Scene 3: May 15,2013--8:45am
Cruising down the street toward the OSU extension office--classic rock blaring on the radio--our heroine keeps one eye on the highway, the other on her mirrors monitoring plants.
By Linda Workman Smith
We are still in the midst of tornado clean-up but thought I’d better get this posted while it is still semi-fresh in my mind:
Scene 3: May 15, 2013—8:45am
Cruising down the street toward the OSU extension office—classic rock blaring on the radio—our heroine keeps one eye on the highway, the other on her mirrors monitoring plants. Traveling east on MacArthur she engages her right turn signal. As she negotiates the turn onto Acme her eyes take in the tableau before her. It’s like a scene from the old television show, “Wagon Train”, with wagon master Chris Hale—played by John McIntire—shouting, “Get the wagons in a circle.” Vehicles of all shapes and sizes overflow the parking spaces; people are moving to and fro, carrying plants, tools, pushing wheelbarrows and pulling carts. Our heroine spots the wagon masters/co-chairmen of this event, Mike Harrell and Greg Hinkle and is given instructions on where to unload her bounty; she backs her trusty Ranger to chosen spot, opens door, steps out and takes a deep breath…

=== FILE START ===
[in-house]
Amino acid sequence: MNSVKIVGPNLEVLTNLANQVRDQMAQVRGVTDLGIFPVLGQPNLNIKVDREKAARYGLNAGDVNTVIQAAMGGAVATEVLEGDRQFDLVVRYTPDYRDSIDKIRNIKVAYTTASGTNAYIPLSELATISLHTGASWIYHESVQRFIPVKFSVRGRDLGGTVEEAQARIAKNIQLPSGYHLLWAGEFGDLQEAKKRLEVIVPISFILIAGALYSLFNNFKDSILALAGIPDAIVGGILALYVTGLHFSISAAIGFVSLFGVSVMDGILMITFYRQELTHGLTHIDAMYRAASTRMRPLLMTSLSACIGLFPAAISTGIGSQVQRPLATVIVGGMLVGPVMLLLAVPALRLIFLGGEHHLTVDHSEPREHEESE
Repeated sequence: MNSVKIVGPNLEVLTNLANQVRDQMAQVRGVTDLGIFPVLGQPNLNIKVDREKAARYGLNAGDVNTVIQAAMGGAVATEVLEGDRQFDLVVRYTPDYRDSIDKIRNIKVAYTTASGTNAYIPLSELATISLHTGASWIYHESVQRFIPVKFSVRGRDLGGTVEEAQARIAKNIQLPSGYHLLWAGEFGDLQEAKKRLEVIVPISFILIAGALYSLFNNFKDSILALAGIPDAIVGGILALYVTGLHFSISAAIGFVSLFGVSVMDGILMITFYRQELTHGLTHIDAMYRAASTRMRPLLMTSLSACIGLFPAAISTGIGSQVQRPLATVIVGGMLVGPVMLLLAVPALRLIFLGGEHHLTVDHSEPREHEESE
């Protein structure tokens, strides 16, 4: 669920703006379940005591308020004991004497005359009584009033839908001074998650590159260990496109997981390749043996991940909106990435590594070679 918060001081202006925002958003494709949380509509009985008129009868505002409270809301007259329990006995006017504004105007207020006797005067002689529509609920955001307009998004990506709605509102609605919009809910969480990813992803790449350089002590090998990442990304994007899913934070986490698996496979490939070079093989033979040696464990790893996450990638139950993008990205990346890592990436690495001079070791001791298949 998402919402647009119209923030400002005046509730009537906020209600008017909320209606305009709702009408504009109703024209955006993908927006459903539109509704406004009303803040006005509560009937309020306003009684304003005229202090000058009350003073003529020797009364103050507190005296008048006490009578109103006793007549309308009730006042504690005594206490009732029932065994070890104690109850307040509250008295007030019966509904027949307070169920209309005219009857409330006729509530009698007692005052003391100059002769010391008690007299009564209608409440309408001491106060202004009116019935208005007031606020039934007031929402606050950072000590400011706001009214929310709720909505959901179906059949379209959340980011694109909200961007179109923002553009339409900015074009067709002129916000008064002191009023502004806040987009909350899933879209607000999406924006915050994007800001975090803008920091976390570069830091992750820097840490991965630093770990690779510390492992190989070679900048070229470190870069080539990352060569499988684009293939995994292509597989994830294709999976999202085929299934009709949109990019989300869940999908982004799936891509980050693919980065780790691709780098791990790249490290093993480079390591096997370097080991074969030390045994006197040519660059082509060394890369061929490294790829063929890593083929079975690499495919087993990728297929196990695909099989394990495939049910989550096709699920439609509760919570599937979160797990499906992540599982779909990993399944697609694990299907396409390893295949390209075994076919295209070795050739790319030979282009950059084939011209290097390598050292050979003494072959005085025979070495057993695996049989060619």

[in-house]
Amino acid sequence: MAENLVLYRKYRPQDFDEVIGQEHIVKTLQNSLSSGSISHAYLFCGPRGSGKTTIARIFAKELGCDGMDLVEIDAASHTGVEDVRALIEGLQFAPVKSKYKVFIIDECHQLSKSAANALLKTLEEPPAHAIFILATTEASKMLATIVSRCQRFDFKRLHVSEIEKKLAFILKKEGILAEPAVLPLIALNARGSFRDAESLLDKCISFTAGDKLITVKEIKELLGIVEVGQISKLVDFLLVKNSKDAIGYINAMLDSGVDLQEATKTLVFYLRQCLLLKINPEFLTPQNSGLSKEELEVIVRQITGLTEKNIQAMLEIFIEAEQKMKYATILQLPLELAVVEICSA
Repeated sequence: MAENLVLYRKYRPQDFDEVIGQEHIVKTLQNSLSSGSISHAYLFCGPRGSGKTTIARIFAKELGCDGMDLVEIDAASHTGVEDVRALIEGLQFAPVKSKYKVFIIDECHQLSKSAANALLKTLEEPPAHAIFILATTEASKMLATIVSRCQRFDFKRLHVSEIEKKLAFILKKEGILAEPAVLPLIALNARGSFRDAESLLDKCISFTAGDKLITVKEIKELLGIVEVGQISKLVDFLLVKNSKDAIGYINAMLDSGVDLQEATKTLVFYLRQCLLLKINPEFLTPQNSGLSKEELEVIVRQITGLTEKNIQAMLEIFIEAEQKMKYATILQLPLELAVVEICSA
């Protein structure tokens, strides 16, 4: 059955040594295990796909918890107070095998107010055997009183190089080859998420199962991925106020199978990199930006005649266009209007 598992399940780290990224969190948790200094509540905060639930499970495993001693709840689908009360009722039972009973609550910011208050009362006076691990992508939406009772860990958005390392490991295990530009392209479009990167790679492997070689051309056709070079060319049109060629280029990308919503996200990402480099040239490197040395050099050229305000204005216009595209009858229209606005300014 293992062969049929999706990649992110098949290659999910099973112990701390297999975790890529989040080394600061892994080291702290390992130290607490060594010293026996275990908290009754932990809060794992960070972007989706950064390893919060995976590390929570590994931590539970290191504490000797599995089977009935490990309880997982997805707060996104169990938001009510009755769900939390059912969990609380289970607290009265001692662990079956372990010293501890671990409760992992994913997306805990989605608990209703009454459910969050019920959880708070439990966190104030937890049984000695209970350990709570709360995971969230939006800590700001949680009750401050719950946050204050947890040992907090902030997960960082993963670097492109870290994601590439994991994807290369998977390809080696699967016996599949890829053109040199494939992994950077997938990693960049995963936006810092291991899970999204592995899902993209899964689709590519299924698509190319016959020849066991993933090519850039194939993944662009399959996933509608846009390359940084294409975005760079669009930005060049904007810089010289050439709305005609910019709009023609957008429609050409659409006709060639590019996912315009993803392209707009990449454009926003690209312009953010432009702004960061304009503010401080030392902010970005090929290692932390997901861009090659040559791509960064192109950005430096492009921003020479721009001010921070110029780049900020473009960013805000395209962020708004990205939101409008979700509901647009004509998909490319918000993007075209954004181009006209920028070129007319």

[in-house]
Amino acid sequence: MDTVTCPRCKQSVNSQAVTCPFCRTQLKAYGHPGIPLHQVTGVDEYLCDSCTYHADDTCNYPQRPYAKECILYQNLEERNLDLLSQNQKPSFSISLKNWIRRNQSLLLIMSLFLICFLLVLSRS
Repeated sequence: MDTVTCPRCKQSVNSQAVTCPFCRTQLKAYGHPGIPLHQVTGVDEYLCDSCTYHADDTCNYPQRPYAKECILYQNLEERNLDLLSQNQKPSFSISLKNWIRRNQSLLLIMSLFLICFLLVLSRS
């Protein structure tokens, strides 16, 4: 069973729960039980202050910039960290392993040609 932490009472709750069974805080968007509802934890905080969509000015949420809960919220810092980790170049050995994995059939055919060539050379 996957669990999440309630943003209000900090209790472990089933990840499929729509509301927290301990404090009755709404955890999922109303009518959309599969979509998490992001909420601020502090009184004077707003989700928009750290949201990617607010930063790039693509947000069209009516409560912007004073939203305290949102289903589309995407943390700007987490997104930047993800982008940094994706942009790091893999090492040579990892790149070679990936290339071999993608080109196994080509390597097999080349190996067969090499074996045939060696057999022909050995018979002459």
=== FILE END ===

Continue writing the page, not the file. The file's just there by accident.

If not for the forethought and meticulous planning it could have been utter pandemonium. A few days prior, Mike Harrell made and placed tags where each plant would be situated. So instead of chaos, the process of planting was accomplished with minimal confusion. We had a large contingent of master gardeners, as well as many associate members. While some unloaded plants others sorted and delivered to allotted spaces. It was a wondrous occasion for this master gardener to watch the camaraderie as more experienced gardeners gave advice--to the associate gardeners--on how to arrange and plant. Some dug holes as others planted, some trimmed and pruned as others picked up and bagged. Occasionally I’d hear, “There’s water at the chuck wagon. Stay hydrated.”
Plant material was all installed, mulched and watered in; sidewalks were swept, refuse bagged, pictures taken, then someone uttered my favorite phrase, “It’s time to eat!”
Our hospitality chairperson, Gerry Yeisley, had ordered and delivered submarine sandwiches with all the fixings and several of our gardeners brought side dishes and desserts. It was a lovely luncheon—on tables set up under a large magnolia tree—situated on the east side of the extension office grounds.
Under lowering skies--with winds picking up--our president, Wanda Barnett conducted our regular monthly business meeting. At the conclusion of the meeting, I think we all walked a little taller as we went our separate ways, with pride in the accomplishment of a job well done.